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Polycystic ovarian syndrome

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Title: Polycystic ovarian syndrome


1
Polycystic ovarian syndrome
  • Dr Thenmozhi Needhirajan DGO, MRCOG
  • Fellowship (University college London)
  • Consultant Obstetrician and Gynaecologist
  • Kurinji Hospitals, Coimbatore
  • Karpagam Medical College, Coimbatore
  • Poole Hospitals NHS Trust, United Kingdom

2
My work in India
  • CEMENDS (Centre for Menstrual disorders Gynae
    Endoscopy) Ambulatory Gynaecology
  • Lifetime screening programme for cervical cancer
  • Computerised recall system, Periodical smears,
    Colposcopy
  • Vulvoscopy for vulval leisions
  • Cervical cancer Vaccination
  • Cryotherapy

3
CEMENDS Ambulatory Gynaecology
  • Non Hysterectomy Options for Menstrual
    disorders
  • Office Hysteroscopy for menstrual
    disorders
  • Medical management of fibroid
  • LNG-IUS
  • Transcervical Resection of Endometrium
    (TCRE)
  • Transcervical Resection of Fibroid/ polyp
    (TCRF)
  • NOVASURE Endometrial Ablation
  • Hysteroscopic Uterine Septoplasty for uterine
    septum
  • Menopause and Hormone Replacement Therapy

4
History and Epidemiology
  • 1st described by Irving Stein and Michael
    Leventhal as a triad of amenorrhea, obesity and
    hirsutism (1935)
  • The most common endocrine disorder in women of
    reproductive age 2-8 of women
  • Current suggested prevalence
  • Caucasian 4.8
  • African American 8.0
  • Hispanic or Latino 13
  • 5-10 of women

Knochenhauer ES et al, Journal of Clinical
Endocrinology Metabolism, 1998.
Azziz R et al, Journal of Clinical Endocrinology
Metabolism, 2004.
Goodarzi MO et al, Fertility and Sterility, 2005.
Ehrmann DA, New England Journal of Medicine, 2005.
5
What is PCOS?
  • A chronic condition characterized by
  • anovulatory infertility,
  • hyperandrogenism , hyperinsulinaemia, insulin
    resistance
  • with clinical manifestations of
  • oligomenorrhoea,hirsutism and acne

6
Definition
  • 1990 NIH DEFINITION
  • 1. OLIGOMENORRHEA
  • 2. HYPERANDROGENEMIA
  • 3. Absence of other disorders such as
  • NCAH, Hyperprolactinemia, thyroid
  • dysfunction.

7
Rotterdam Criteria (2003)
  • Two of the three
  • Menstrual irregularity due to anovulation or
  • oligo-ovulation
  • Clinical signs (Acne, Balding, Hirsuitism) or
  • biochemical hyperandrogenism
  • Polycystic ovaries on ultrasound

8
Pathogenesis
  • OVARIAN HYPOTHESIS
  • Thecal ( ovarian interstitial tissue)
    hypertrophy,
  • leading to hyperandrogenemia
  • excessive activity of an enzyme called 17,20
    lyase
  • CENTRAL HYPOTHESIS
  • abnormal GnRH pulse generation from the
  • hypothalamus leading to abnormal, increased LH
  • pulse amplitude and frequency

9
Clinical Features
  • Remember it is a syndrome, not a disease!
  • Its the most common disorder of the
  • Endocrine system in women, 5-10
  • Frequently begins around time of puberty
  • Strong genetic component, frequently a
  • family history of type 2 DM

10
Consensus Workshop
  • 3rd PCOS consensus workshop- Netherlands
  • Oct 2010
  • Adolescence
  • Hirsutism Acne
  • Contraception
  • Menstrual cycle abnormalities
  • Quality of life and sexual health
  • Pregnancy complications
  • Cardiovascular cancer risk

11
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12
PCOS in Adolescence
  • No overall agreement on diagnosis
  • Acne is common in adolescence
  • Hirsutism typically develop over years
  • Irregular periods also common
  • Hyperandrogenaemia consistent marker
  • 85 of the menstrual cycles are anovulatory in
    the first year
  • Increased BMI major risk factor for persistent
    anovulation
  • Only 40 of adolescents with irregular periods
    have polycystic ovaries on USS

13
Diagnosis in Adolescence
  • All 3 elements of Rotterdam criteria should be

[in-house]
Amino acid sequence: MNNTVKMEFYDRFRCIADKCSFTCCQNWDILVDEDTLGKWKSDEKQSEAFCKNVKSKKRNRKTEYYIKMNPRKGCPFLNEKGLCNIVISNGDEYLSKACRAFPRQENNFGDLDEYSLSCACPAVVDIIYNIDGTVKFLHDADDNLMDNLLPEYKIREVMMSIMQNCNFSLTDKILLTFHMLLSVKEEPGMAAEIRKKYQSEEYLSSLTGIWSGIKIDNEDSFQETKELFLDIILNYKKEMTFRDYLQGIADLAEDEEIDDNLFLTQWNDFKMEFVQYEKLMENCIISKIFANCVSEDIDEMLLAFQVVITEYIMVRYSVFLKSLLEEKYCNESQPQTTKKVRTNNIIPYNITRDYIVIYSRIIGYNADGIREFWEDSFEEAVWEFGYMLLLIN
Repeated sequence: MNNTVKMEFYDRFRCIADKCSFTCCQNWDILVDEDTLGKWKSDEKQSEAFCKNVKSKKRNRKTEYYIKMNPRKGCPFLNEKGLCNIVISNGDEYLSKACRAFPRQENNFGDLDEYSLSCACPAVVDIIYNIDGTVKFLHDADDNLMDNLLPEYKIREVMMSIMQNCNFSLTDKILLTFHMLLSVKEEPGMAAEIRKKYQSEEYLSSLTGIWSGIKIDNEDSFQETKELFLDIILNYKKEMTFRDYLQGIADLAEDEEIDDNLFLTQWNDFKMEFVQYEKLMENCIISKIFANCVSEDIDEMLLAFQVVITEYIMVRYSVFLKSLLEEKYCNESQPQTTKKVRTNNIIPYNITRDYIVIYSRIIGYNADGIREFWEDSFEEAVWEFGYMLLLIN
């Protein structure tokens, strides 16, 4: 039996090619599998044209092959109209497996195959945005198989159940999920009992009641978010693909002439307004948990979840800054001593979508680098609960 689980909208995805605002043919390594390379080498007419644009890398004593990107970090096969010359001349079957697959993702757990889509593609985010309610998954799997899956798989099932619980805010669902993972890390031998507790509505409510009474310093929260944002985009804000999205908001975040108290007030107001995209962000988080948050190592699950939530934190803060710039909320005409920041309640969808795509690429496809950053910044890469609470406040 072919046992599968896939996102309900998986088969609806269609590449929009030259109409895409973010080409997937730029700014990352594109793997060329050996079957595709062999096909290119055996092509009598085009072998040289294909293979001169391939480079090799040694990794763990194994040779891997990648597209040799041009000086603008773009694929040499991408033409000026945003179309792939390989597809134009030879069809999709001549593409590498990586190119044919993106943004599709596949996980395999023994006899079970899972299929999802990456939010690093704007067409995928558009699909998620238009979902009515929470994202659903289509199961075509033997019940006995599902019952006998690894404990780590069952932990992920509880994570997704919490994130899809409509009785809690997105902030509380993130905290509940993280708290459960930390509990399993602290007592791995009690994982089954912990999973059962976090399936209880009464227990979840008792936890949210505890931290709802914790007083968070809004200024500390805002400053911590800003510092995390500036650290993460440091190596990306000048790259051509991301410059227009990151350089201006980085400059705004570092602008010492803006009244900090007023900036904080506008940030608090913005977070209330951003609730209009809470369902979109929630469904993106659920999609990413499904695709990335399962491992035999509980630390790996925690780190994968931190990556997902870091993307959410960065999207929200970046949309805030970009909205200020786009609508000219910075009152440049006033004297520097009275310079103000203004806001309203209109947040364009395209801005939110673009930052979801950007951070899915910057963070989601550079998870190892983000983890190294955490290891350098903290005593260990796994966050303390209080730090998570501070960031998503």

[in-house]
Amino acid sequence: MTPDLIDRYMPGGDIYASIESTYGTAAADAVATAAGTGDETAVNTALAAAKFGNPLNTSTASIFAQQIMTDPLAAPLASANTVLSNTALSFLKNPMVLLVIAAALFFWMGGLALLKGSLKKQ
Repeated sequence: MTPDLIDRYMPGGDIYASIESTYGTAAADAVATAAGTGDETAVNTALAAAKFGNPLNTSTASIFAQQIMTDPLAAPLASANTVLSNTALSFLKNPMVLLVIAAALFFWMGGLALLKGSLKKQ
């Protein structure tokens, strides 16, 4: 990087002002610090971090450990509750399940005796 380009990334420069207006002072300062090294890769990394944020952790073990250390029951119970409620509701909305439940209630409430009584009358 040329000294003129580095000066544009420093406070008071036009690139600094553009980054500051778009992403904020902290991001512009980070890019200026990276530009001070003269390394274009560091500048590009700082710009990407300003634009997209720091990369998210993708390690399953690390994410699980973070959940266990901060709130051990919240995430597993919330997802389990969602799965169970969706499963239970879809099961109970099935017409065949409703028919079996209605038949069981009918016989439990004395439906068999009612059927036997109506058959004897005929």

present
  • Conclusions
  • Diagnostic criteria should differ from from those
    used for older women of reproductive age
  • Groups at risk (obese, hirsute, irregular
    periods))should be identified but be cautious of
    over diagnosing
  • Individual manifestations should be treated

14
Adolescent PCOS Lack of knowledge
  • Absence of longitudinal studies
  • Absence of specific diagnostic criteria
  • Absence of normative values for a number of
    biochemical markers
  • Value of intervention
  • Unclear if the severity of the symptoms predicts
    the extent of the disorder in later life

15
Hirsutism/Acne/Alopecia
  • Hirsutism-Good marker for hyperandrogenism
  • Present in 70 of women
    with PCOS
  • Hyperandrogenaemia should be evaluated
    biochemically in all women
  • Acne and Alopecia not commonly associated with
    hyperandrogenaemia
  • If Hirsutism major concern
  • reduction in androgen production
  • decrease the circulating free
    testosterone
  • limit androgen bioactivity to hair
    follicles
  • terminal hair turnover occurs
    slowly- atleast 6 months treatment is essential

16
Treatment of Hirsutism/Acne/Alopecia
  • Focused on
  • Inhibition of ovarian steroid production
  • Decreased bioavailability Increase SHBG
    levels (OCPs)
  • OCPs often combined with antiandrogens to
    block androgen action at hairfollicles
  • Antiandrogens Cyproterone, Spirinolactone,
    flutamide, finasteride drospirenone
  • Antiandrogens should not be used without
    contraception
  • Metformin has little effect on hirsutism and acne
  • Physical approaches to remove hair-
    electrolysis,laser
  • Severe Acne-Isoretinoin is beneficial
  • Topical use of Eflornithine hydrochloride-
    hirsutism
  • No effective pharmacological treatment for
    alopecia

17
Hirsutism/Alopecia/AcneLack of evidence
  • Unclear Best medical therapy for hirsutism
  • Unclear how long therapy should be continued
  • Unclear how best to evaluate hirsutism clinically
  • Measurement of serum androgens is fraught with
    error

18
Menstrual Irregularity
  • Women with PCOS may ovulate spontaneousely
  • How frequent- unknown
  • Oligo/amenorrhoea-90 chance of being diagnosed
    with PCOS
  • Amenorrheic women- most severe hyperandrogenism/hi
    gher antral follicle counts
  • Menstrual cycles become more regular towards
    menopause
  • Irregular periods are associated with increased
    metabolic risk
  • The greater the irregularity the more severe the
    PCOS phenotype

19
Treatment of Menstrual Irregularities
  • Weight Loss
  • Oral Contraceptives
  • Provera
  • 5-10mg for ten days every 4-8 weeks

20
Treatment of Infertility
  • Weight loss 5-10 of body weight , 56
  • had return of ovulatory cycles
  • Gonadotropin Therapy
  • injection of FSH to stimulate ovulation
  • Clomiphene - clomid
  • first line drugs
  • triggers ovulation in 80,
  • Metformin

21
Metformin
  • Metformin PCOS
  • JCEM 2000 Italy (Moghetti et al)
  • N23 PCOS (mean BMI 30)
  • Randomized - Metformin 500 tid or placebo x 6
    months
  • Androstenedione, 17OHP, estradiol, SHBG, lipids
  • OGTT, insulin sensitivity with glucose clamp

22